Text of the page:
About Barony Mill

History and Millers

The present Mill was built in 1873, and has changed little since. Remains of older mills are adjacent awaiting restoration. Like most northern mills of this period, a kiln for drying the grain is integral with the building. Unusually however, the grain, or corn, ground here is bere, an ancient form of barley which is tolerant of the cool temperatures and short growing season of Orkney. Barony Mill is the only mill in the UK that deals with bere, probably the only one in the world. The flour produced by grinding is called beremeal. Grinding is done in the winter; during summer, the Mill is open to the public and the running of the machinery is demonstrated by the miller. Beremeal is available for sale for home use and for commercial bakers.

The “Barony” is an area of good farmland in the northwest corner of Birsay near the Earl’s Palace. The land here has been a prime estate of the rulers of Orkney since medieval times, and probably Viking times and earlier. The original name of the Mill was Barony; in the 1980s the Mill was called Boardhouse, a name that still occurs in the older guide books.

Rae Phillips – whose father and grandfather were millers at the Barony Mills from 1910-1972 – worked with his father at the Mill from 1957 to 1963 and returned to be the miller for the Birsay Heritage Trust which has operated the Mill since 1998. Rae retired from milling but passed on his knowledge and skills to our Mill Fellow (apprentice) Ali Harcus. The mill is supported by Historic Environment Scotland in providing this miller apprenticeship. On a wall of the Mill are the names of millers who have worked here:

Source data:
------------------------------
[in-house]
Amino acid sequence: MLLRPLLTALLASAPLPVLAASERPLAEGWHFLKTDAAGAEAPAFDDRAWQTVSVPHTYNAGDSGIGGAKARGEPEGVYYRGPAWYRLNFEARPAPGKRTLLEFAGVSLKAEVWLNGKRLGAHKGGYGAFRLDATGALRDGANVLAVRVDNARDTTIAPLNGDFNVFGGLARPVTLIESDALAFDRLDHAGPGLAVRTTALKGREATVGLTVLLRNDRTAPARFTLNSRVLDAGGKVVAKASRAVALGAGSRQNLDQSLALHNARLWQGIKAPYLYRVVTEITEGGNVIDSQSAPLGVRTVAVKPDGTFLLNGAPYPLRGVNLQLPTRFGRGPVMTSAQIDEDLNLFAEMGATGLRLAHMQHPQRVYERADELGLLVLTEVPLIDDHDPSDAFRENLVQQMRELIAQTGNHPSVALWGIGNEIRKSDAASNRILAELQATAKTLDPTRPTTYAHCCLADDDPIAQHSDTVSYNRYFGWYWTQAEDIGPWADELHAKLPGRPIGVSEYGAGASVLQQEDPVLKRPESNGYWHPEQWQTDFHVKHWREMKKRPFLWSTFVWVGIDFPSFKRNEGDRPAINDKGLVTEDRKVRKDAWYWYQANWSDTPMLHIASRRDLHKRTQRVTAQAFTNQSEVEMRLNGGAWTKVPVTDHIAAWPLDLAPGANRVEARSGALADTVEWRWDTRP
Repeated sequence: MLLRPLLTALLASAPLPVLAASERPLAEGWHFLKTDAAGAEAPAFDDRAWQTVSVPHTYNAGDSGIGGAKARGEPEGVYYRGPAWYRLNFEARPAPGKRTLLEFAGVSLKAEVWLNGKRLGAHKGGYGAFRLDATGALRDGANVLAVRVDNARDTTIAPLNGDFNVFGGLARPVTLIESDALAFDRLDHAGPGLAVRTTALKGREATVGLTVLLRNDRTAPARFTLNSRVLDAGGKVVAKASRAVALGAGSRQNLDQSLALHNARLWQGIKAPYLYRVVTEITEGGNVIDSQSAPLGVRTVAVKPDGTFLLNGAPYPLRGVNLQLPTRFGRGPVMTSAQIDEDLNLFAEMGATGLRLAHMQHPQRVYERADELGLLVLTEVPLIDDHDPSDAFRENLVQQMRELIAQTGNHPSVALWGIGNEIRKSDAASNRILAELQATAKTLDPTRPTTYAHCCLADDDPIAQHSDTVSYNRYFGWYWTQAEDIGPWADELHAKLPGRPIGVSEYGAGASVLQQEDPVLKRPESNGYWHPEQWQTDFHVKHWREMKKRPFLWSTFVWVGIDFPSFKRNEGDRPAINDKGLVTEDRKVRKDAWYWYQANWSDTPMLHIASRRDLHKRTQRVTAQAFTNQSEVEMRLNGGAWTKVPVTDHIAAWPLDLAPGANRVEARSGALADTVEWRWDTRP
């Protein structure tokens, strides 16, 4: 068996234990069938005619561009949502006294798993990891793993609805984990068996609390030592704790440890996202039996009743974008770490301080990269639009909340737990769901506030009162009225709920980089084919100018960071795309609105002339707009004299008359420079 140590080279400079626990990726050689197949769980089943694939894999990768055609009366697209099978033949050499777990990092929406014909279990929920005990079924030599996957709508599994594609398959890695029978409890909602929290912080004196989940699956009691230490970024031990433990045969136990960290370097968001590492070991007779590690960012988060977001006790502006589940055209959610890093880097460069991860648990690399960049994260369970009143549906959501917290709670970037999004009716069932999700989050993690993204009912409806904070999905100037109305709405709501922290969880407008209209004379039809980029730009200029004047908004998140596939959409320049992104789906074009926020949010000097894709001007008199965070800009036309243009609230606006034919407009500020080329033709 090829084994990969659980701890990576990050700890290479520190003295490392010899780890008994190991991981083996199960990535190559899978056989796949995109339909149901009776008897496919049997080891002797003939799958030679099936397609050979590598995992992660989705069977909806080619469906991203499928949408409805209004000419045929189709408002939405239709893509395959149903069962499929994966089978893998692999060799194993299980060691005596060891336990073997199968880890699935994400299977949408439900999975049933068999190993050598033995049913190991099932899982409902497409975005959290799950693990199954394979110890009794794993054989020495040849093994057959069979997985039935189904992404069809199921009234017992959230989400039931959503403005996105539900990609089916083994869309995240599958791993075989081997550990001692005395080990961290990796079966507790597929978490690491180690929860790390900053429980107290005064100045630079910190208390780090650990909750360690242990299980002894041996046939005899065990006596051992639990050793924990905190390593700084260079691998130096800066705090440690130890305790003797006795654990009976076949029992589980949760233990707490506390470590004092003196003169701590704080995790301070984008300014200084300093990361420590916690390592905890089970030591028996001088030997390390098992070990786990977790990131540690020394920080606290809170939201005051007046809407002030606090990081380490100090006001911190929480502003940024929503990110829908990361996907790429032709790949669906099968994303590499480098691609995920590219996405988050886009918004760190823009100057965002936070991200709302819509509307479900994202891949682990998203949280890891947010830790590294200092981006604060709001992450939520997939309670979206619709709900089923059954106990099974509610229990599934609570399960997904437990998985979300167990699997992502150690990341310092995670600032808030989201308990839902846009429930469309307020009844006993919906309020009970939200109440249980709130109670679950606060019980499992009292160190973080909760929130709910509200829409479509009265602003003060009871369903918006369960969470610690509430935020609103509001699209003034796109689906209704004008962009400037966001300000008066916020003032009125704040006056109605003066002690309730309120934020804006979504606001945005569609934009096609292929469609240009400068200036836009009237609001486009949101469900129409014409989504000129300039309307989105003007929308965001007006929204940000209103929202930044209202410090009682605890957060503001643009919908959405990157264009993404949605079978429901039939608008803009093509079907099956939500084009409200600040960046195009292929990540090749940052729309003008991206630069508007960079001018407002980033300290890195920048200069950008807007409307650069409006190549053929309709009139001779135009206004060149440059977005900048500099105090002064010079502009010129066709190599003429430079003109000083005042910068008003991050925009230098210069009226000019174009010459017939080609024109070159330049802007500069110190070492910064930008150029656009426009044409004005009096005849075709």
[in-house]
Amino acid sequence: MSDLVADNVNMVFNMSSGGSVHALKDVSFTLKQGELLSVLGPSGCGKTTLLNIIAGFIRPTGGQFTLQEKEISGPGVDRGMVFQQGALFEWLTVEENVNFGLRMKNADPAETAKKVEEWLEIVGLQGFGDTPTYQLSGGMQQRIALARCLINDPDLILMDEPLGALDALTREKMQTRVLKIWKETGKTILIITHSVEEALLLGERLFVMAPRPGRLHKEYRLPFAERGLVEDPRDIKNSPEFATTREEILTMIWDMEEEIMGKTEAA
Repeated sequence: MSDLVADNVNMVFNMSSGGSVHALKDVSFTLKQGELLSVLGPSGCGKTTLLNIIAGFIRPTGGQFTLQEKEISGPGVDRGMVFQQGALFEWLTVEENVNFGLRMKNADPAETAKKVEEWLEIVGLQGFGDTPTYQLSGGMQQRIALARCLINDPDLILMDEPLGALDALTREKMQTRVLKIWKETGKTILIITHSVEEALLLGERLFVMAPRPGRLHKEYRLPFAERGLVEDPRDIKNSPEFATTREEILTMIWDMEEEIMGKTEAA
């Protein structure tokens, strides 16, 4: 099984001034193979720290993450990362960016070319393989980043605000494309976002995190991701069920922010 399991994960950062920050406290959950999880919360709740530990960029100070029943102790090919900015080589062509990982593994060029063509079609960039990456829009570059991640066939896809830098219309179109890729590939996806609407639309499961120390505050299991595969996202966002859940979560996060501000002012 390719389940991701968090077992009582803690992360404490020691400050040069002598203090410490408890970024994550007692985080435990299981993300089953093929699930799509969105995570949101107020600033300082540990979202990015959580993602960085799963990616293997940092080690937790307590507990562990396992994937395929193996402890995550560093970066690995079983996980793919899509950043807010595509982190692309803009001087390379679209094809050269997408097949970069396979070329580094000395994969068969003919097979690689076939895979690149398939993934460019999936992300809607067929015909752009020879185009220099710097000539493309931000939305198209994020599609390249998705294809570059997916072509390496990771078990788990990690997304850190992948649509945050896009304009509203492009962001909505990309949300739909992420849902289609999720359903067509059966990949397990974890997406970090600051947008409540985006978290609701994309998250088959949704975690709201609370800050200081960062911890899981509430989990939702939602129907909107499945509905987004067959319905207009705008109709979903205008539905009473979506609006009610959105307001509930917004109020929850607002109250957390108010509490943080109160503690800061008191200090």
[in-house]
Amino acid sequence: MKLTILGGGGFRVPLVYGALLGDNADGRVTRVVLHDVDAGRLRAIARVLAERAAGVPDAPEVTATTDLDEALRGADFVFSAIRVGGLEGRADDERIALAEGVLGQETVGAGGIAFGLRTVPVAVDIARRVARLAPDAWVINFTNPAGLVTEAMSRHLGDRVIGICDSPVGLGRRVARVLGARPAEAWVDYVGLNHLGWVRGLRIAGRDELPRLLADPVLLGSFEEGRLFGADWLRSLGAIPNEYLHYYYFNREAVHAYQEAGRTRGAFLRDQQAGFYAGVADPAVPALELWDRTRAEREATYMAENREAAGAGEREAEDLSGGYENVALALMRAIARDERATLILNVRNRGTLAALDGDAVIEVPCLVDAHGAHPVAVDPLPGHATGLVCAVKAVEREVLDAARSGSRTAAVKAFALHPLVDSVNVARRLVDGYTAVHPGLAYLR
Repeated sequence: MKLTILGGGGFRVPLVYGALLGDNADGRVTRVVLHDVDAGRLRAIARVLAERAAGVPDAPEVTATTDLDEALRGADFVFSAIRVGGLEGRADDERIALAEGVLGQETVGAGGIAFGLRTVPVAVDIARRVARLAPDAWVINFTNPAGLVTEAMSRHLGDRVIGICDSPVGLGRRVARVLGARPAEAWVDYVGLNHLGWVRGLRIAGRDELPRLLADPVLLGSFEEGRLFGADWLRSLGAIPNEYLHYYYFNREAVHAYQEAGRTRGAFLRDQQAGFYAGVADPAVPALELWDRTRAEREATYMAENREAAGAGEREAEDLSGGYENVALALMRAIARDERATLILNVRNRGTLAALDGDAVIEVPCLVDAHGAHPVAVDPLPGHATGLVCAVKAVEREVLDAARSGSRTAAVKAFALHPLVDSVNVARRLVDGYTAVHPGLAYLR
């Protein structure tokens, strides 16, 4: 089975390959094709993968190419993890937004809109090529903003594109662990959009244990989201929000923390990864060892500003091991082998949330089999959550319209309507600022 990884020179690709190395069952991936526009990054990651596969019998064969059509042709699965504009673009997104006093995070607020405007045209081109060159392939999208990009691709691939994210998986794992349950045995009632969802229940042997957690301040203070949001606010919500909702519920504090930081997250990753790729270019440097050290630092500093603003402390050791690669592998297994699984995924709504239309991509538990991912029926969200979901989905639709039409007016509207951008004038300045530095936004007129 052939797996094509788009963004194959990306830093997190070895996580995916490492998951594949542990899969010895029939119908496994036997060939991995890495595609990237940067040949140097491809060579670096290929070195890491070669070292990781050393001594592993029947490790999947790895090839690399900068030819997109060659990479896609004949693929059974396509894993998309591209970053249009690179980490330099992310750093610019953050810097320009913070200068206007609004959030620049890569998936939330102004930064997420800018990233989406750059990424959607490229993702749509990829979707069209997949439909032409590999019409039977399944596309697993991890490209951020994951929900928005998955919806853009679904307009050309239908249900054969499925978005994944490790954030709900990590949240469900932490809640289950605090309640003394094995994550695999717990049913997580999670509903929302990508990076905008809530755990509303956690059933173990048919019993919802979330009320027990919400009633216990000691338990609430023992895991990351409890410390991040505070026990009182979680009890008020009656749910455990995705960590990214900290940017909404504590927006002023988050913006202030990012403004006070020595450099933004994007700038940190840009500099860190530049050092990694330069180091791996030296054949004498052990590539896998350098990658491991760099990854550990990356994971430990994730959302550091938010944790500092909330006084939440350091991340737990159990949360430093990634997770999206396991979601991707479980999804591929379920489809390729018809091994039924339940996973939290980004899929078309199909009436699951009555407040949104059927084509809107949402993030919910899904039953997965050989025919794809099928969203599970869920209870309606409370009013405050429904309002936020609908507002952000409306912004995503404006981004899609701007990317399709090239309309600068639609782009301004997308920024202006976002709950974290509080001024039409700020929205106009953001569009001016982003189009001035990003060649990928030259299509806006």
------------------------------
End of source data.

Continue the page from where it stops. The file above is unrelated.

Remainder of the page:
• Wm. Hepburn 1873-1886
  • Malcolm Firth 1887-1909
  • John Phillips 1910-1940
  • Wm. Phillips 1941-1972
  • Olive Flett 1972-1982
  • Fergus Morrison 1982-1993

Barony Mill a simplified view of the machinery.Technical Details

The Mill is stone-built, three storeys high, about 19 x 7.4 metres in plan including the kiln. The overshot waterwheel, about 4.1m diameter, turns at some 12 rpm and requires 110,000 gallons/hr of water when the Mill is running under full load. The water comes from the nearby Boardhouse Loch. The waterwheel powers all the machinery in the mill: the grindstones, elevator, bag hoist, fanners, and sieves. 

Grain received on the ground floor is hoisted to the top floor for drying in the kiln- about a tonne at a time. In comparison with oats, the drying temperature is lower, and the duration only about The drying takes between 4 to 6 hours.  A unique wooden shovel powered by the hoist aids in removing the grain from the kiln floor.

There are three pairs of stones on the first floor. Grain is sent to the first pair, the “shelling stones”, to crack the husk, thus freeing the kernel. From here the grain and husk drops to a “fanner” – a wind machine that blows away the husks (locally called “scrubs”) which are burnt to heat the kiln. An elevator lifts the grain to a second fanner, after which the grain is delivered to a pair of French burr stones to be ground into a coarse meal (locally, “grap”) which is bagged, hoisted, and re-ground by the beremeal  stones made from millstone grit. In former times they would have come from the Orkney quarry at Yesnaby, a remarkably scenic sea cliff.

 

 

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